In this case, choosing the appropriate artifacts was no
straightforward matter. When it comes to assembling the tools of a
professional's trade, there is a world of difference between an
equipment-dependent person like Julia Child
and someone like Brown, an ascetic who has devoted himself to words and
ideas. The Spartan lifestyle and work habits he embraced as a young
man followed him throughout life, and -- save for his writings -- did not
leave an especially large wake of material objects.
My colleagues and I met twice with Brown and Earth Policy Institute
vice president Reah Janise Kauffman to discuss how Brown practiced his
craft as an analyst, writer and public speaker, all with an eye toward
determining what the museum might collect. Here is a sampling of what
we ultimately acquired.
Naturally, we wanted examples of the principal devices he used as a
writer. As someone who never learned to type, Brown's prolific output
was enabled by his quick mind and mastery of the art of dictation. Early
in his career, he relied on assistants who took shorthand. Later, he
used electronic recording equipment. We collected his Norelco NT II
Dictaphone recorder, a highly portable machine on which he dictated five
of his books published between 1999 and 2005. As a corollary, we also
acquired his Norelco System 500 transcriber set, which his assistants
operated from roughly 1980 to 2008, when the office turned to digital
Brown enjoyed an international reputation as an engaging and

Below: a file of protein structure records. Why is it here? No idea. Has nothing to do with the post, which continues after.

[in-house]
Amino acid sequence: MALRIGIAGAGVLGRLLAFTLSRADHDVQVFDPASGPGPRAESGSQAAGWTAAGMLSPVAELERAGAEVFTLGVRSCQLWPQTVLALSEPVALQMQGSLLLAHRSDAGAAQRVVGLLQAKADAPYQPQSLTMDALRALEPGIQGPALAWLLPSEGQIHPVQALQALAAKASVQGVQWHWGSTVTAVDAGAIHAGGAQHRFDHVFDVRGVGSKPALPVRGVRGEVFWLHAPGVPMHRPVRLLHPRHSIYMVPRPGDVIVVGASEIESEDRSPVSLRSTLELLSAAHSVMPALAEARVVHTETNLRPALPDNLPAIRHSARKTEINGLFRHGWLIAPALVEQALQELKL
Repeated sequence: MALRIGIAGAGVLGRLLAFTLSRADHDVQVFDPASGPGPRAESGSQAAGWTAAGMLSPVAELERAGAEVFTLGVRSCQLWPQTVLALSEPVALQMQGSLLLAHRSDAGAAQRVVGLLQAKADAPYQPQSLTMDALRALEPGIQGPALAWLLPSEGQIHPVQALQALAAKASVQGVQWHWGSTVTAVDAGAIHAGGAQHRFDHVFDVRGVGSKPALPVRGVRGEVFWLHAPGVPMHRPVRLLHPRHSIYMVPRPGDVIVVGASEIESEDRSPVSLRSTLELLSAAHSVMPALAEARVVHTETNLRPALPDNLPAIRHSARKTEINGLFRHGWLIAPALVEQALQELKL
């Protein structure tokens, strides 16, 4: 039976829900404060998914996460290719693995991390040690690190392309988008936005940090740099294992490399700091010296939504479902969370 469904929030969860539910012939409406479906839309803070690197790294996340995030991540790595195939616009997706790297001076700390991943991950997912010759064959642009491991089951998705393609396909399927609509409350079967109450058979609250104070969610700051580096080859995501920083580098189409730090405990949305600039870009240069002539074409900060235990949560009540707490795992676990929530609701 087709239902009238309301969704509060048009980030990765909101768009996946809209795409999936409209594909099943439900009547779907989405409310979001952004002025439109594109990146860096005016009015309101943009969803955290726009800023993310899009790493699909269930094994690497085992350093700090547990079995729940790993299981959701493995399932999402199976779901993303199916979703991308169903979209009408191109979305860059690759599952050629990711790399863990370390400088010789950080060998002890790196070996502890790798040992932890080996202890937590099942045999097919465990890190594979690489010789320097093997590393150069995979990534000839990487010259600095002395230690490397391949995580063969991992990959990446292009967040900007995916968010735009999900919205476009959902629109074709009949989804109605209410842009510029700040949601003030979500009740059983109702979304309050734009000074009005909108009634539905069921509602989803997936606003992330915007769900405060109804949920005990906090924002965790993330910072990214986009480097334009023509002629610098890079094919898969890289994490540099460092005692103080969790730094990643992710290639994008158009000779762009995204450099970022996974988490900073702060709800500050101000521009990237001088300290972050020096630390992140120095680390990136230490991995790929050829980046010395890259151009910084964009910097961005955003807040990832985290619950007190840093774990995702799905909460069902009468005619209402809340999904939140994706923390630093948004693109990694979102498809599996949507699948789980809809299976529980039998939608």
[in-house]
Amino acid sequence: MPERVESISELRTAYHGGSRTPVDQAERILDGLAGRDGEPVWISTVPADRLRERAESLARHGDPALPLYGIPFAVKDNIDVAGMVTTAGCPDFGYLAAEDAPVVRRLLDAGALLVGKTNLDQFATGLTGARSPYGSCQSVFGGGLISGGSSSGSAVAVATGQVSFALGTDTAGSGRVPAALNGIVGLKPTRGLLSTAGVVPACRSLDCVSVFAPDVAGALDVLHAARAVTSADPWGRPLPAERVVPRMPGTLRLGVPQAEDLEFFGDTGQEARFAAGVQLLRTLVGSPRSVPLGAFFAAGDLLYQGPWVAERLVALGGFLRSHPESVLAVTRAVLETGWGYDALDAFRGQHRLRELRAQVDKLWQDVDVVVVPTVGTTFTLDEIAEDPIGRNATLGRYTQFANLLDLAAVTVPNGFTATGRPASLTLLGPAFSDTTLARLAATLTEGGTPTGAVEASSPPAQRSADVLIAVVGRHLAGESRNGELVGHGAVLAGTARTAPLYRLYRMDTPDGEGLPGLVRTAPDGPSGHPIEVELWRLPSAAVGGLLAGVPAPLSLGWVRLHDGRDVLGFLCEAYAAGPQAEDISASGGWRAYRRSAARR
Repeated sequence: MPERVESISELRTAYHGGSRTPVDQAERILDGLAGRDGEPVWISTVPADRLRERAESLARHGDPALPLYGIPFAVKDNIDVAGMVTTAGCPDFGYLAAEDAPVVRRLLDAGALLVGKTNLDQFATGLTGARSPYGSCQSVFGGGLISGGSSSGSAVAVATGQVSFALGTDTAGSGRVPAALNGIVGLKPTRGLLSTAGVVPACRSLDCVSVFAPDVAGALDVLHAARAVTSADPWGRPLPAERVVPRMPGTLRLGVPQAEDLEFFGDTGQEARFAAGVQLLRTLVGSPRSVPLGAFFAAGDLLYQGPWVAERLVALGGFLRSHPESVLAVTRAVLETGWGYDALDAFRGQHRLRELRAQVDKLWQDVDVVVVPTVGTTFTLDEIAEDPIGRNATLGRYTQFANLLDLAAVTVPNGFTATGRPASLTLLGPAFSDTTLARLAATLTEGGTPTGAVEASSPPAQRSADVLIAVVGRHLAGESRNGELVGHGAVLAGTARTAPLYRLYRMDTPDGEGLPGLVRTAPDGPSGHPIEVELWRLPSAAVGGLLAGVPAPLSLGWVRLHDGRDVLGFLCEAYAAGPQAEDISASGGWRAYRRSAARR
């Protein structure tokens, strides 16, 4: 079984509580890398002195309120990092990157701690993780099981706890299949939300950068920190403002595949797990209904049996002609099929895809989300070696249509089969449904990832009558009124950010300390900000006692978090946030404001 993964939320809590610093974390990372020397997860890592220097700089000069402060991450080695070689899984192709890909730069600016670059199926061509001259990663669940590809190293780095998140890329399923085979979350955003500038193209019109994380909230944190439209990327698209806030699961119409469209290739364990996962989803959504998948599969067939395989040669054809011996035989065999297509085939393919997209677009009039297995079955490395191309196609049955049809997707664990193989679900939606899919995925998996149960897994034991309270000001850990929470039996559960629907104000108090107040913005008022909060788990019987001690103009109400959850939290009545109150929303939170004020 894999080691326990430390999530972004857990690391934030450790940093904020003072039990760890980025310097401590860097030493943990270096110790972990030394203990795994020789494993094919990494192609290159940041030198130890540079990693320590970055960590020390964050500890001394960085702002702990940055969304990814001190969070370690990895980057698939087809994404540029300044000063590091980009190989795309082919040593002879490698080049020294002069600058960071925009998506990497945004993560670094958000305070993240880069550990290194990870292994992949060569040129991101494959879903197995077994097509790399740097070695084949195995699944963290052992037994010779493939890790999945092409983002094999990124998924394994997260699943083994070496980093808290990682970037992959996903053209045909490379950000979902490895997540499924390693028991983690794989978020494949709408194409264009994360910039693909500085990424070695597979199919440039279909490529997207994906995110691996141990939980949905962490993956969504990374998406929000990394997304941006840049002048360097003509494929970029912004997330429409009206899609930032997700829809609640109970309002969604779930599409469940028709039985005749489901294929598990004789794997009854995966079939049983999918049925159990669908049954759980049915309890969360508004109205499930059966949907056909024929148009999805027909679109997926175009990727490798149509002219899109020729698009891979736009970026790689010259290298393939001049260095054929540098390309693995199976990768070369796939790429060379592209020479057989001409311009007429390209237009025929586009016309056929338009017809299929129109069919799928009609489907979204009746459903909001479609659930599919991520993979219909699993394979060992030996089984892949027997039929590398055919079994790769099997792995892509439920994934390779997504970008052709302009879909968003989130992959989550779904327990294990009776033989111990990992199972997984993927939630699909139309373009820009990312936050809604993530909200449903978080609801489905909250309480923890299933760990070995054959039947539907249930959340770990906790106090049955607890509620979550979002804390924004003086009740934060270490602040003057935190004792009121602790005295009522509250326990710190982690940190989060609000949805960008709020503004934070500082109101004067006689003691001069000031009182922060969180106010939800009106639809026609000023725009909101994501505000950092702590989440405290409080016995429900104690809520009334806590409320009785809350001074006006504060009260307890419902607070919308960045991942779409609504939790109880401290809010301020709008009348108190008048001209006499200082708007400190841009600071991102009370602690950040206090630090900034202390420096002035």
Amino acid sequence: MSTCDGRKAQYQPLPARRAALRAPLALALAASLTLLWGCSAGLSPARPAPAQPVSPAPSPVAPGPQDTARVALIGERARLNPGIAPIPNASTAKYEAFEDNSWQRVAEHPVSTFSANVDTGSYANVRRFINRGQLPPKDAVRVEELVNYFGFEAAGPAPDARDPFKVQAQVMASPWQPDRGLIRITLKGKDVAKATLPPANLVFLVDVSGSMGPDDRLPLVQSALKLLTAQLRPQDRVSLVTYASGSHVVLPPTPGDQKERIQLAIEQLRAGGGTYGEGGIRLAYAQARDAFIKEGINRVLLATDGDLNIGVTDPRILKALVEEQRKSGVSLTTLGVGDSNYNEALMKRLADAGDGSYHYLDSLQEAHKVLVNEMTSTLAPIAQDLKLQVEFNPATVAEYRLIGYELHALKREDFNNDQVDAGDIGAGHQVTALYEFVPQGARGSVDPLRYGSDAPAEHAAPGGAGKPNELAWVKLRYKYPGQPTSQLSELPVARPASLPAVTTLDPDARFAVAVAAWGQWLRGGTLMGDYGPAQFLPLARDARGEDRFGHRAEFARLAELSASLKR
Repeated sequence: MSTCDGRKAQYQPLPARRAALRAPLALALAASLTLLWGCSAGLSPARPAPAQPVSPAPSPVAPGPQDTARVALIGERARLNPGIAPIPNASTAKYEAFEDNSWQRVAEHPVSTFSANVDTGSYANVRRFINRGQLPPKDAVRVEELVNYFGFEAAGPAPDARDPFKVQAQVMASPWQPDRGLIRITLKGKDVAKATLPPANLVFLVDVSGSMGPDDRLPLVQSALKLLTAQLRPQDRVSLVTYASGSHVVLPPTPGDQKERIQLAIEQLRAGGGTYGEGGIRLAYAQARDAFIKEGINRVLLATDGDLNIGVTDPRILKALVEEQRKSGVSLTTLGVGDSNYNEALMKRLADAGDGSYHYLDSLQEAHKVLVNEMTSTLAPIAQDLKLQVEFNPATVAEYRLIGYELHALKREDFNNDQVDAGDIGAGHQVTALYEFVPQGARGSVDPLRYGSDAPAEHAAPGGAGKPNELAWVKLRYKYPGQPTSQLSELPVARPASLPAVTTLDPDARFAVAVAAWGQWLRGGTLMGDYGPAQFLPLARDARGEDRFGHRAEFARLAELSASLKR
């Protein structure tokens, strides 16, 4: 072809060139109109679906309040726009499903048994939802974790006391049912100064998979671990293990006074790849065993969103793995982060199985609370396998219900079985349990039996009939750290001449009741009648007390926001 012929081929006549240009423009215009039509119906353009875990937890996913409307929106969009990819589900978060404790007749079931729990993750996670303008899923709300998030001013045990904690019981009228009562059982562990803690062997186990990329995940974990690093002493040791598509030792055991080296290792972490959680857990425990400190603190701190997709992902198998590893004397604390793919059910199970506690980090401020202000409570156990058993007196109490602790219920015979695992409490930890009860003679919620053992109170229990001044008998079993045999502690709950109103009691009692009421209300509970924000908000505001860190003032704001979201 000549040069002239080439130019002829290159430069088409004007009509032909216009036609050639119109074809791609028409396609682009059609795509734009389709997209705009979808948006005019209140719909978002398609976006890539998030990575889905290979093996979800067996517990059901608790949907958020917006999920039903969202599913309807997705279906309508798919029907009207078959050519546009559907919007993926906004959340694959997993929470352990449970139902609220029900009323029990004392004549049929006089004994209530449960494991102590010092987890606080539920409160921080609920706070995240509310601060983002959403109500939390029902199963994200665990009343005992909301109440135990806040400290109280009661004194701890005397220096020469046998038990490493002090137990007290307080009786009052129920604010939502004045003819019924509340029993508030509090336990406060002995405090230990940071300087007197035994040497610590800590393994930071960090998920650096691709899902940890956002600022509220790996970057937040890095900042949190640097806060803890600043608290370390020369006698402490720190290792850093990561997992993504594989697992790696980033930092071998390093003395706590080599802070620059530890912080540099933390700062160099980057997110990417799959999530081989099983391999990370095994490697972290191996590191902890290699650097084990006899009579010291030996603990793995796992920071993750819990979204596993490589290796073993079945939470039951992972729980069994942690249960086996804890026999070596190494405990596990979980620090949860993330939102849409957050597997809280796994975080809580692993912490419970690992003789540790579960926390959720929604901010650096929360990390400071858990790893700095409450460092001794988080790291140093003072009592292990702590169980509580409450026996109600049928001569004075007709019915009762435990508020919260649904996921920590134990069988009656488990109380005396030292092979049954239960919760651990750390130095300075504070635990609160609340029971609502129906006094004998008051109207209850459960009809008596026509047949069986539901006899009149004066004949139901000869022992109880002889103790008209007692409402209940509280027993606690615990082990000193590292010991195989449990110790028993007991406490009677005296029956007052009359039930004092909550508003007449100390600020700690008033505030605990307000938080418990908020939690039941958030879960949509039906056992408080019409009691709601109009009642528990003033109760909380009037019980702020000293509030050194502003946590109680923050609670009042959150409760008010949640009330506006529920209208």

persuasive speaker on environmental matters, and we sought to document
that aspect of his work. Rather than writing out and then reading his
presentations, he spoke from notes -- a style of public speaking he learned
in college. Prior to the late 1970s, Brown prepared his talk notes on
index cards. Thereafter, he switched to letter-sized paper, with his
notes running down two or three columns. The example below is from a
highly provocative 1995 talk on China's looming food crisis.
As his longtime associate Kauffman told us, Brown simplified his
life as much as possible "to save time and to conserve where he put his
mental energies." Even his clothing choices reflected this approach. He
developed, for lack of a better word, a summer and winter "uniform,"
both of which were accented (for formal appearances) with a clip-on
bowtie, which became a distinctive part of his image. Kauffman made and
repaired most of them, including the one pictured, which she
refashioned from a four-in-hand necktie given to Brown by Ted Turner in
1998, on the occasion of Turner's establishment of the U.N. Foundation with a $1 billion gift.
The humbleness of these associative artifacts speak volumes about
Lester Brown's life. They are, however, no substitute for his writings.
If you are not familiar with his body of work, you might want to begin
by turning to his latest book, World on the Edge: How to Prevent Environmental and Economic Collapse.